Saturday, December 20, 2008

Federal Writers Project Redux

The New Republic

Barack Obama sounds like he wants to reach back to the New Deal's Works Progress Administration to jump start the economy with an economic stimulus proposal featuring infrastructure repair. If so, it may be time for the man who would be FDR to take a look at another successful--but largely forgotten--jobs program from the Depression era: the Federal Writers Project.

America's newspaper industry has been imploding in the last few years, a development that predates the Wall Street collapse but has been hugely accelerated by the economic meltdown, forcing thousands of journalists onto the street. Hundreds more have now joined them from retrenching magazines and faltering websites, bringing the year-to-date total to 14,683 according to the tracking website Paper Cuts. Hundreds more have now joined them from retrenching magazines and faltering websites. Every day the journalism clearinghouse Romenesko links to stories of layoffs and downsizing--Gannett has been cutting 2,000 jobs across the chain, and Newsday has just announced another five percent in the last week alone. Any federal effort to put back to work the hundreds of thousands thrown out of work in the nation's hard-hit industrial, construction, airline, and financial sectors should consider displaced news media workers--including those newly laid off from the publishing industry--as well.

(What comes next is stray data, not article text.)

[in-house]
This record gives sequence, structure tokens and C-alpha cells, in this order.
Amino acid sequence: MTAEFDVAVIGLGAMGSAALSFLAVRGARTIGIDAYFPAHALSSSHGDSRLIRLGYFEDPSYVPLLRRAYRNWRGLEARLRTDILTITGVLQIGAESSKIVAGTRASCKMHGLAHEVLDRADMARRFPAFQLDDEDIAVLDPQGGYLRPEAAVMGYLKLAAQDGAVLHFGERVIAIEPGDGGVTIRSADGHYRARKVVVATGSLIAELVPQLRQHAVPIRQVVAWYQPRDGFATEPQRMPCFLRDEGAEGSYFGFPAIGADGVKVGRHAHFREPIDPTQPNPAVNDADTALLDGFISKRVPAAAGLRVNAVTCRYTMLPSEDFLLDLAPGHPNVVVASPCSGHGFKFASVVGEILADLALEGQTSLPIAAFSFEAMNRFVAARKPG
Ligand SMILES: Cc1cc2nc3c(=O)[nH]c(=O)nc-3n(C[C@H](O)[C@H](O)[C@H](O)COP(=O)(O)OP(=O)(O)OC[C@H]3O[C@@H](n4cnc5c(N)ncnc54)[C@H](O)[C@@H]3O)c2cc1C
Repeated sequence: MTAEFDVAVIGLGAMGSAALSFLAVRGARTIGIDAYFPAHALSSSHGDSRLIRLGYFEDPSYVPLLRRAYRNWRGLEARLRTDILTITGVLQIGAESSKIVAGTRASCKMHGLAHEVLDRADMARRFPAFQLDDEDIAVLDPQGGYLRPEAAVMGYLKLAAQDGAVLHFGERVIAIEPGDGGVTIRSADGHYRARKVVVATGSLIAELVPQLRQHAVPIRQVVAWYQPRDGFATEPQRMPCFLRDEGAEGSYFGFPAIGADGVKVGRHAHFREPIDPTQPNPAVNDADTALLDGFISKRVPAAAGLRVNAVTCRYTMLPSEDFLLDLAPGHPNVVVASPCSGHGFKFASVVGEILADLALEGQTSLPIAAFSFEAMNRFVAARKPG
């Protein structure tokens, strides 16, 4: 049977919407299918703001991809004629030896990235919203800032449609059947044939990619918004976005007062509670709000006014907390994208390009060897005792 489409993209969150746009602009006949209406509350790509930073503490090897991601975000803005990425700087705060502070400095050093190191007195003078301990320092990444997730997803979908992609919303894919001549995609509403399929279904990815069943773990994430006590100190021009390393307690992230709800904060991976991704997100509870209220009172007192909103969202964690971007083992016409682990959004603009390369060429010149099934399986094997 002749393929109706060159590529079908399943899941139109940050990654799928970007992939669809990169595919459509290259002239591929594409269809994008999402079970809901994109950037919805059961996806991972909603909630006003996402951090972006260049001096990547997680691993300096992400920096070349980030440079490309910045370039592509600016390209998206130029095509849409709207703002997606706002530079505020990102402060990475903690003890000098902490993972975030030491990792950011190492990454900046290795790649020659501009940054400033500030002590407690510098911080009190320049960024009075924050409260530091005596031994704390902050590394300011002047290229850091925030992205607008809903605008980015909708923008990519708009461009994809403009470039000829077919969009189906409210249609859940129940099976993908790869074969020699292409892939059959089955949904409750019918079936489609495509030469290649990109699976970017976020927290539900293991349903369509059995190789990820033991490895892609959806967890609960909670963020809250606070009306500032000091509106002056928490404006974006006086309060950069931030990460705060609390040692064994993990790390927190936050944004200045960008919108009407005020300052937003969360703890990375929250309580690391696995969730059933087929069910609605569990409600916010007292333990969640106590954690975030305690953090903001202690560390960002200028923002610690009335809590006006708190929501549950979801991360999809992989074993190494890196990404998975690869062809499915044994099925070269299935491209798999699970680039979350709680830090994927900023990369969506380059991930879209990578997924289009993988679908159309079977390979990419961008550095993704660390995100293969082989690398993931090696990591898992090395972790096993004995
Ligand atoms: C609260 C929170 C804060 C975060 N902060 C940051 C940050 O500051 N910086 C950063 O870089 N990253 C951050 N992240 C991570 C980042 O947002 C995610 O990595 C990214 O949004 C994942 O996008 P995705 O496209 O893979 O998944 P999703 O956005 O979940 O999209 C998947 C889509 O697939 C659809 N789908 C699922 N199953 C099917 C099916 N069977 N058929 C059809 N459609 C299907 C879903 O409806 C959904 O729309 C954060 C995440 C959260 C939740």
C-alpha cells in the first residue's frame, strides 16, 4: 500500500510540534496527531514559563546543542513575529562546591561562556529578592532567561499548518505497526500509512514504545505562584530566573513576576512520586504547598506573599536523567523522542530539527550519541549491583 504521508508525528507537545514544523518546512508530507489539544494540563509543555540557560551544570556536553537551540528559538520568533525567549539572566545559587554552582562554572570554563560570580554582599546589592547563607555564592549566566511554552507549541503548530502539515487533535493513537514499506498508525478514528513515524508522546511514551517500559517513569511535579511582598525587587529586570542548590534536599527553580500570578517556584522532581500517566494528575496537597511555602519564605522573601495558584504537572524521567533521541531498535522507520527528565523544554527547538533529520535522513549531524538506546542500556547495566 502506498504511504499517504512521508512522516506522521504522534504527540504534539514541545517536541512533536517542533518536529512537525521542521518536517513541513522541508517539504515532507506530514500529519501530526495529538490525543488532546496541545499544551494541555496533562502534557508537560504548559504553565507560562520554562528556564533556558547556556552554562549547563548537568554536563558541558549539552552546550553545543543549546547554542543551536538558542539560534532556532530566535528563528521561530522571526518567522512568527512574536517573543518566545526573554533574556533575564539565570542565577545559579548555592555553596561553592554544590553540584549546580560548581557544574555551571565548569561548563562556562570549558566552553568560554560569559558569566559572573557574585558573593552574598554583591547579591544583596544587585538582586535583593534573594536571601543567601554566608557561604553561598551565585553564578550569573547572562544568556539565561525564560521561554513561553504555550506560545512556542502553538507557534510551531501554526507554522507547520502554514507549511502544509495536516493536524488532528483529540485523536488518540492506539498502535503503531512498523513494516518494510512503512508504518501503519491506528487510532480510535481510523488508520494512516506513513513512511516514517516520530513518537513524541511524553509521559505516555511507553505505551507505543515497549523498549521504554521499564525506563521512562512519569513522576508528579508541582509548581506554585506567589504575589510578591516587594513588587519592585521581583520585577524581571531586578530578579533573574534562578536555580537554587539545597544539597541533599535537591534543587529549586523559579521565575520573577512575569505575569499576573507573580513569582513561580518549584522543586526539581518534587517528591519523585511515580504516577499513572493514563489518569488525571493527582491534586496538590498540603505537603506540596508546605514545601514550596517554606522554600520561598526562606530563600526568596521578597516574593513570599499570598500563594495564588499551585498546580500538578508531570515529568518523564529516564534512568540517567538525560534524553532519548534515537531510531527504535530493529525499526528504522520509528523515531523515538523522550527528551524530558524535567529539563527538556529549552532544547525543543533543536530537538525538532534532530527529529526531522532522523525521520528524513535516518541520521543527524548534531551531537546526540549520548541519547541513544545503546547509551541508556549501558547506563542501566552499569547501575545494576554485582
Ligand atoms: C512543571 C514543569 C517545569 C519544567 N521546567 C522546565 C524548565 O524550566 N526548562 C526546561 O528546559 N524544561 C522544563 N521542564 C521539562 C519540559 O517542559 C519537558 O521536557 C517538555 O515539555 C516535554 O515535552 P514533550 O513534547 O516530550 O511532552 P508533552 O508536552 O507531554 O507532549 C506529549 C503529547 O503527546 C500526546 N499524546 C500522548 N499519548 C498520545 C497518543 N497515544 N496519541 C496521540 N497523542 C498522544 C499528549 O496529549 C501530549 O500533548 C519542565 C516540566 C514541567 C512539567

The Federal Writers Project operated from 1935-1939 under the leadership of Henry Alsberg, a journalist and theater director. In addition to providing employment to more than 6,000 out-of-work reporters, photographers, editors, critics, writers, and creative craftsmen and -women, the FWP produced some lasting contributions to American history, culture, and literature. Their efforts ranged from comprehensive guides to 48 states and three territories to interviews with and photos of 2,300 former African-American slaves. These are preserved in the seventeen volumes of Slave Narratives: A Folk History of Slavery in the United States from Interviews with Former Slaves.

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